Argued May 19, 2015.
Appeal from the United States District Court for the Northern District of Illinois, Eastern Division. No. 09 CR 546-7 -- Elaine E. Bucklo, Judge.
For United States of America, Plaintiff - Appellee: Katherine Neff Welsh, Attorney, Office of The United States, Chicago, IL.
For Roberto Macias, Defendant - Appellant: Beau B. Brindley, Attorney, Law Offices of Beau B. Brindley, Chicago, IL.
Before POSNER, EASTERBROOK, and MANION, Circuit Judges.
POSNER, Circuit Judge.
The defendant was convicted of conspiring to distribute at least five kilograms of cocaine, in violation of 21 U.S.C. § 846 and 18 U.S.C. § 2, and of conducting an unlicensed money-transmitting business in violation of 18 U.S.C. § 1960. He was sentenced to 300 months (25 years) for the conspiracy offense and 60 months (5 years), to run concurrently with the conspiracy sentence, for the money-transmitting offense. His appeal is limited to the first conviction, and complains primarily (and is his only complaint with sufficient merit to warrant discussion) about the judge's giving a " deliberate indifference" instruction to the jury (colloquially, an " ostrich" instruction). The instruction the judge gave (which is almost word for word Instruction 4.10 in Pattern Criminal Jury Instructions of the Seventh Circuit, p. 50 (2012), which superseded an earlier version criticized in United States v. Ramsey, 785 F.2d 184, 188-91 (7th Cir. 1986);
cf. United States v. Josefik, 753 F.2d 585, 589 (7th Cir. 1985)) states: " You may find that the defendant acted knowingly if you find beyond a reasonable doubt that he had a strong suspicion that the money transported in this case was the proceeds of narcotics trafficking and that he deliberately avoided the truth. You may not find that the defendant acted knowingly if he was merely mistaken or careless in not discovering the truth, or if he failed to make an effort to discover the truth." The first clause that we've italicized is the one that the defendant particularly challenges, and the second is the one that he claims exonerates him of deliberate indifference.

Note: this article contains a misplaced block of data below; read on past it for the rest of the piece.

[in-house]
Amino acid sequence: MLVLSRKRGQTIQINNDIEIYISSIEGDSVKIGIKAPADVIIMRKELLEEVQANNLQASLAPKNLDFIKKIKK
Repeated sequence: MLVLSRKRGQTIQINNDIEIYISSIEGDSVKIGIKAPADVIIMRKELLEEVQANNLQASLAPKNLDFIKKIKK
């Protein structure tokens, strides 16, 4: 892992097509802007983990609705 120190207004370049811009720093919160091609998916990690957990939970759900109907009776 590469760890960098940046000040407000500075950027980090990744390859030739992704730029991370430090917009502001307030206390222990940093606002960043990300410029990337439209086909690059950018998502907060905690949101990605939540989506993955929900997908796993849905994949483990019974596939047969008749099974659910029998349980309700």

Macias had once been a member of a conspiracy to smuggle illegal immigrants across the United States-Mexico border. Among his specific duties had been transporting the immigrants to this country. After being convicted for that offense he had left the smuggling business, moved back to Mexico, and created a bus company to transport legal Mexican immigrants to the United States. In 2007 he was approached by a member of the La Familia Michoacana drug cartel (it's unclear whether Macias knew the person was representing the cartel) and was asked to assist, for generous pay, in moving money from the United States to Mexico. He testified that he didn't know that the money he was to move consisted of proceeds from the sale of illegal drugs; he said he assumed and indeed was told by the person who recruited him into the conspiracy that the money came from smuggling Mexicans into the United States. He never asked what was being smuggled, and so (if his testimony is believed) never was disabused of his assumption that it was people, not drugs, that were being smuggled.
If as he claims he was an unwitting member of a drug conspiracy, he was not guilty of membership in the conspiracy. For suppose a stranger asks you to help him carry a box to a house across the street, and you oblige. Unbeknownst to you the house is a stash house and the box contains cocaine. You are not guilty of conspiring to distribute illegal drugs, even though you have assisted in that distribution. A total dupe is not a conspirator.
A federal agent who specializes in investigating the smuggling of immigrants into the United States testified as an expert witness that the sums of money that Macias handled for the drug conspiracy greatly exceeded the sums involved in human smuggling. The jury could have inferred from this that Macias knew he was working for drug smugglers, as no one other than Macias has suggested that any other type of smuggling from Mexico is equally lucrative. But obviously the government lacked confidence that it could " sell" such an inference to the jury. Despite his past involvement in human smuggling Macias may not have known what the federal agent knew about the financial limits of human smuggling. And he may have thought that since his experience in smuggling was limited to human smuggling, this was the only kind of smuggling he would be hired to assist in.
So the government pressed for the ostrich instruction. The two clauses in it that we italicized earlier are in tension with one another. The jury was told both that it could convict Macias of participation (which would, as we said, have to be knowing in order to be actionable) in the drug conspiracy if he deliberately avoided the truth, and that it could not convict him if he failed to make an effort to discover the truth. The second clause makes clear that he had no duty of inquiry. But what does the first clause mean? One ...